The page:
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Knowledge, understanding, and computational complexity
 In
, 1997
"... Searle’s arguments that intelligence cannot arise from formal programs are refuted by arguing that his analogies and thoughtexperiments are fundamentally flawed: he imagines a world in which computation is free. It is argued instead that although cognition may in principle be realized by symbol pr ..."
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Searle’s arguments that intelligence cannot arise from formal programs are refuted by arguing that his analogies and thoughtexperiments are fundamentally flawed: he imagines a world in which computation is free. It is argued instead that although cognition may in principle be realized by symbol processing machines, such a computation is likely to have resource requirements that would prevent a symbol processing program for cognition from being designed, implemented, or executed. In the course of the argument the following observations are made: (1) A system can have knowledge, but no understanding. (2) Understanding is a method by which cognitive computations are carried out with limited resources. (3) Introspection is inadequate for analyzing the mind. (4) Simulation of the brain by a computer is unlikely not because of the massive computational power of the brain, but because of the overhead required when one model of computation is simulated by another. (5) Intentionality is a property that arises from systems of sufficient computational power that have the appropriate design. (6) Models of cognition can be developed in direct analogy with technical results from the field of computational complexity theory. Penrose [30] has stated... I am inclined to think (though, no doubt, on quite inadequate grounds) that unlike the basic question of computability itself, the issues of complexity theory are not quite the central ones in relation to mental phenomena. On the contrary, I intend to demonstrate that the principles of computational complexity theory can give insights into cognition. In 1980, Searle [36] published a critique of Artificial Intelligence that almost immediately caused a flurry of debate and commentary in academic circles. The paper distinguishes
Modélisation de la démarche du décideur politique dans la perspective de l’intelligence artificielle
, 1996
"... ..."
A Reflection on Russell's Ramified Types and Kripke's Hierarchy of Truths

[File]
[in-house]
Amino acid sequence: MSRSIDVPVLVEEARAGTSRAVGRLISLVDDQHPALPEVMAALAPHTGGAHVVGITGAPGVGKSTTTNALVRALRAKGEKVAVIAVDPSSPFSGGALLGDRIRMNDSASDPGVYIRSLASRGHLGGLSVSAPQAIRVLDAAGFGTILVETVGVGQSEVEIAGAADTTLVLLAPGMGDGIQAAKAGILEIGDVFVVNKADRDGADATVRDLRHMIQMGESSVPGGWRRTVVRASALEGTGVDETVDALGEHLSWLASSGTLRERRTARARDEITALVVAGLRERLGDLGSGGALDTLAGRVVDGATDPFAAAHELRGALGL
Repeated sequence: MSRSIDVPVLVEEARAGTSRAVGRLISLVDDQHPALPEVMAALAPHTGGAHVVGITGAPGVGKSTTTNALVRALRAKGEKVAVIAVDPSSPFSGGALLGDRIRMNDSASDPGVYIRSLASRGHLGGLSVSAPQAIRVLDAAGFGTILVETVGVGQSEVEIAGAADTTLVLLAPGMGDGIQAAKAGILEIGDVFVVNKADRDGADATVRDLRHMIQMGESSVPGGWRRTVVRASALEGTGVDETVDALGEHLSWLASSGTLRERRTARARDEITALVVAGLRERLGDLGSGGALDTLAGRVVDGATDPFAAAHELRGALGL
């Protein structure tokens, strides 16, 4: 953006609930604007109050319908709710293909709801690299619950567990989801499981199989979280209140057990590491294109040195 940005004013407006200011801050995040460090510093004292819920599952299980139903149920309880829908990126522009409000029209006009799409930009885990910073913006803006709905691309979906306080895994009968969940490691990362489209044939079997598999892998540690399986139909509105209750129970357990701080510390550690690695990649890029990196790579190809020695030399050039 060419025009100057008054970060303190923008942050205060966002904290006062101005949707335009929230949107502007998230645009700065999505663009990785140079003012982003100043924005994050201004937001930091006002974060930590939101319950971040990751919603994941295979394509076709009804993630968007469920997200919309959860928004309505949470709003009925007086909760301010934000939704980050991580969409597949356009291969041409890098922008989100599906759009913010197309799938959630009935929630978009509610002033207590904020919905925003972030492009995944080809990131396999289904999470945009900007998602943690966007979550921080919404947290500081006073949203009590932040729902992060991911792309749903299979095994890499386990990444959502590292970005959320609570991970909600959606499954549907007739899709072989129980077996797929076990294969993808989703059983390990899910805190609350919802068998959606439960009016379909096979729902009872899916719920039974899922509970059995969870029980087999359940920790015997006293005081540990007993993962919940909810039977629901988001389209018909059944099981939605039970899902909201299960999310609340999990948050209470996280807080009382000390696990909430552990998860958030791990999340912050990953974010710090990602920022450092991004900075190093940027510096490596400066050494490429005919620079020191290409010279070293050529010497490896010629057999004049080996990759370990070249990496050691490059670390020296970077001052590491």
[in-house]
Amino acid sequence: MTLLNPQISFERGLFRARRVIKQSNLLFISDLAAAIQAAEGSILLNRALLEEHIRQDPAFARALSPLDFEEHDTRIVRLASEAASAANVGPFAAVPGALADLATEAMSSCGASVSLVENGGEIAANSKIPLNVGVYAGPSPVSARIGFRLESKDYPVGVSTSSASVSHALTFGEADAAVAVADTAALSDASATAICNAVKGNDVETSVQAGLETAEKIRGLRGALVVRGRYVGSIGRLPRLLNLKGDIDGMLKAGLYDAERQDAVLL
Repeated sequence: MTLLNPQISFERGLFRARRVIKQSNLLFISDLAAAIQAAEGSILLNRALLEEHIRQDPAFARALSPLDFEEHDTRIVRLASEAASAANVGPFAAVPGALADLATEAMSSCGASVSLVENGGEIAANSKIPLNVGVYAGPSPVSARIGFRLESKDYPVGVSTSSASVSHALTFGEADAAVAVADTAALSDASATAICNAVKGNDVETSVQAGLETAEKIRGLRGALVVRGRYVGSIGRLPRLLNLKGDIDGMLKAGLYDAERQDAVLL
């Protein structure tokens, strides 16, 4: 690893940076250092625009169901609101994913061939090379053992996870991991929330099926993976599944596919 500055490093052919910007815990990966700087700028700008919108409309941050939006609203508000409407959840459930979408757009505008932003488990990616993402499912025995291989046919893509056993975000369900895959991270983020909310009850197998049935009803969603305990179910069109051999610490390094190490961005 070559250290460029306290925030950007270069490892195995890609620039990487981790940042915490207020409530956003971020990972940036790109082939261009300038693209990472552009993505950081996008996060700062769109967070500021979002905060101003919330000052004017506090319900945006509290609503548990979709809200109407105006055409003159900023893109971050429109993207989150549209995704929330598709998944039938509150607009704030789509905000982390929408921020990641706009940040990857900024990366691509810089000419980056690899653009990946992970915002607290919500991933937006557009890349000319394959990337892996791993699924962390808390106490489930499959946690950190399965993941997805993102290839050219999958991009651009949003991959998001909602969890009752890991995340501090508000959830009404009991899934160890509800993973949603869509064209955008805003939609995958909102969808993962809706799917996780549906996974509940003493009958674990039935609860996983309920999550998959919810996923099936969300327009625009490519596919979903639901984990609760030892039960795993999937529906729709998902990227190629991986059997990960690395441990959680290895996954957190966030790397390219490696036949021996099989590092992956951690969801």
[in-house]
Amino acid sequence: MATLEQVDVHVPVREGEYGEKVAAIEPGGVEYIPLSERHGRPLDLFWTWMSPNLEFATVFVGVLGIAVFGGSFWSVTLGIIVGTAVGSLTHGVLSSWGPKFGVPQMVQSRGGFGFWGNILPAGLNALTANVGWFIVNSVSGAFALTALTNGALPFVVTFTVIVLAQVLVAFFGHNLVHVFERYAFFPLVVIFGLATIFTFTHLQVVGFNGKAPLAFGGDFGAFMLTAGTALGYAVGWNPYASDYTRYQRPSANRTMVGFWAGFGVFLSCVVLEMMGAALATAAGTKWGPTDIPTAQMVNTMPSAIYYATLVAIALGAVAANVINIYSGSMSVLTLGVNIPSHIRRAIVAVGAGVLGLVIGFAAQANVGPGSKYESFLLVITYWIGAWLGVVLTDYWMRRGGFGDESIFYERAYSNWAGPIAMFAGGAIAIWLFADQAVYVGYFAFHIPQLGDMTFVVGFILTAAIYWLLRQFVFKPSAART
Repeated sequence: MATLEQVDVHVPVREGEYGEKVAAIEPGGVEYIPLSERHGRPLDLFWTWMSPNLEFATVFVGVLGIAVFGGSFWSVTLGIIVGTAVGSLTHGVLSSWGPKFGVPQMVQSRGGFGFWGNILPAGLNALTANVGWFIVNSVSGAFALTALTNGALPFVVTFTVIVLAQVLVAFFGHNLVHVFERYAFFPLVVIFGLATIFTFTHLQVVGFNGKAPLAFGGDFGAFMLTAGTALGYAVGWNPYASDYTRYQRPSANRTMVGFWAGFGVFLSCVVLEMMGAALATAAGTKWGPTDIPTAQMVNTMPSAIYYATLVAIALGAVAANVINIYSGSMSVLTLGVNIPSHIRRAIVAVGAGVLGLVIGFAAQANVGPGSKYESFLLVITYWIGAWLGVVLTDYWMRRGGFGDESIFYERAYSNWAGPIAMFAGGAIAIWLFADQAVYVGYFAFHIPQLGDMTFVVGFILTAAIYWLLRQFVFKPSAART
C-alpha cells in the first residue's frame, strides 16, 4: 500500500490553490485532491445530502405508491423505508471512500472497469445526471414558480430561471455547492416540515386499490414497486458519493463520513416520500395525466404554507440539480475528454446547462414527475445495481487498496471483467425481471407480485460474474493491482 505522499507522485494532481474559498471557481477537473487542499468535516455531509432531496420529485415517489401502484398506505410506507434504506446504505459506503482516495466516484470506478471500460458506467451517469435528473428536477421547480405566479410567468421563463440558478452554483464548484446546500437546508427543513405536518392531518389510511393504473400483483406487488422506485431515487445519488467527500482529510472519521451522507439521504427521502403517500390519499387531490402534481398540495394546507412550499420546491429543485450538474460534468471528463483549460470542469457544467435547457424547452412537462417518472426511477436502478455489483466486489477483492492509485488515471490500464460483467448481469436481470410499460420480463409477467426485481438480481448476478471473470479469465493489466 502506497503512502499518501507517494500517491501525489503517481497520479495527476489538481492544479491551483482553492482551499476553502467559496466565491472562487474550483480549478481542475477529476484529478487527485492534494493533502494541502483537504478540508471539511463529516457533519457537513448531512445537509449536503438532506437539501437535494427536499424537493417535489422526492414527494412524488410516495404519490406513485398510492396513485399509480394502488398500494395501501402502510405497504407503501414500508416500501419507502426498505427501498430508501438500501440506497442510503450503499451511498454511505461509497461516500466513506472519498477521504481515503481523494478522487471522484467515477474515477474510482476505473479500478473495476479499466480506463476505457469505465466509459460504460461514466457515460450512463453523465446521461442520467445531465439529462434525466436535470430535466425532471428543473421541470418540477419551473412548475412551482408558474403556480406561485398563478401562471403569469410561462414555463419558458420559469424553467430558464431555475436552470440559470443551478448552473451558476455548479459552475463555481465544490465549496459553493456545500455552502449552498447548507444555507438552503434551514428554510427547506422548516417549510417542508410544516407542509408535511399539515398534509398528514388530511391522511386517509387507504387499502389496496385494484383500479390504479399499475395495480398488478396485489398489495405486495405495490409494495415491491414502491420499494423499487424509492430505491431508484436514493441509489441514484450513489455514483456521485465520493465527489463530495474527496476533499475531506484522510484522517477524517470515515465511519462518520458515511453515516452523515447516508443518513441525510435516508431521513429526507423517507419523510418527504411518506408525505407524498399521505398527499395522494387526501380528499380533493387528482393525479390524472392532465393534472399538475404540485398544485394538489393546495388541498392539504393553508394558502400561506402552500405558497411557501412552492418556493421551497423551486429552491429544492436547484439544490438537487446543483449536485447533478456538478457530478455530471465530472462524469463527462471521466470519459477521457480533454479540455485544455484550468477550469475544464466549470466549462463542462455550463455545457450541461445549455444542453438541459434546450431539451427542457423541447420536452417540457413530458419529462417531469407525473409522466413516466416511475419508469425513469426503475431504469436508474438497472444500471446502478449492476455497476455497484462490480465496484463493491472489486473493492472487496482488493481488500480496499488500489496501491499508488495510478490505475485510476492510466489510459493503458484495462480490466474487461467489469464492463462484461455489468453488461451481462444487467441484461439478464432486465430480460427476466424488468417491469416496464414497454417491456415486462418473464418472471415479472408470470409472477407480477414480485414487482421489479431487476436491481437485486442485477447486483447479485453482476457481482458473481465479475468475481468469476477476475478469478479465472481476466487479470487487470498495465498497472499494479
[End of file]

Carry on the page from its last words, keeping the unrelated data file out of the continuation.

Journal of the Interest Group in Pure and Applied Logic 4(2
, 1996
"... Both in Kripke's Theory of Truth ktt [8] and Russell's Ramified Type Theory rtt [16, 9] we are confronted with some hierarchy. In rtt, we have a double hierarchy of orders and types. That is, the class of propositions is divided into different orders where a propositional function can only ..."
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Both in Kripke's Theory of Truth ktt [8] and Russell's Ramified Type Theory rtt [16, 9] we are confronted with some hierarchy. In rtt, we have a double hierarchy of orders and types. That is, the class of propositions is divided into different orders where a propositional function can only depend on objects of lower orders and types. Kripke on the other hand, has a ladder of languages where the truth of a proposition in language Ln can only be made in Lm where m ? n. Kripke finds a fixed point for his hierarchy (something Russell does not attempt to do). We investigate in this paper the similarities of both hierarchies: At level n of ktt the truth or falsehood of all ordernpropositions of rtt can be established. Moreover, there are ordernpropositions that get a truth value at an earlier stage in ktt. Furthermore, we show that rtt is more restrictive than ktt, as some type restrictions are not needed in ktt and more formulas can be expressed in the latter. Looking back at the dou...
A Re ection on Russell's Ramied Types and Kripke's Hierarchy of Truths
"... Both in Kripke's Theory of Truth ktt [8] and Russell's Ramied Type Theory rtt [16, 9] we are confronted with some hierarchy. In rtt, we have a double hierarchy of orders and types. That is, the class of propositions is divided into dierent orders where a propositional function can only dep ..."
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Both in Kripke's Theory of Truth ktt [8] and Russell's Ramied Type Theory rtt [16, 9] we are confronted with some hierarchy. In rtt, we have a double hierarchy of orders and types. That is, the class of propositions is divided into dierent orders where a propositional function can only depend on objects of lower orders and types. Kripke on the other hand, has a ladder of languages where the truth of a proposition in language L n can only be made in L m where min. Kripke nds a xed point for his hierarchy (something Russell does not attempt to do). We investigate in this paper the similarities of both hierarchies: At level n of ktt the truth or falsehood of all ordernpropositions of rtt can be established. Moreover, there are ordernpropositions that get a truth value at an earlier stage in ktt. Furthermore, we show that rtt is more restrictive than ktt, as some type restrictions are not needed in ktt and more formulas can be expressed in the latter. Looking back at the double hierarchy of Russell, Ramsey [11], and Hilbert and Ackermann [7] considered the orders to cause the restrictiveness, and therefore removed them. This removal resulted in Church's Simple Type Theory stt [1]. We show however that orders in rtt correspond to levels of truth in ktt. Hence, ktt can be regarded as the dual of stt where types have been removed and orders are maintained. As rtt is more restrictive than ktt, we can conclude that it is the combination of types and orders that was the restrictive factor in rtt.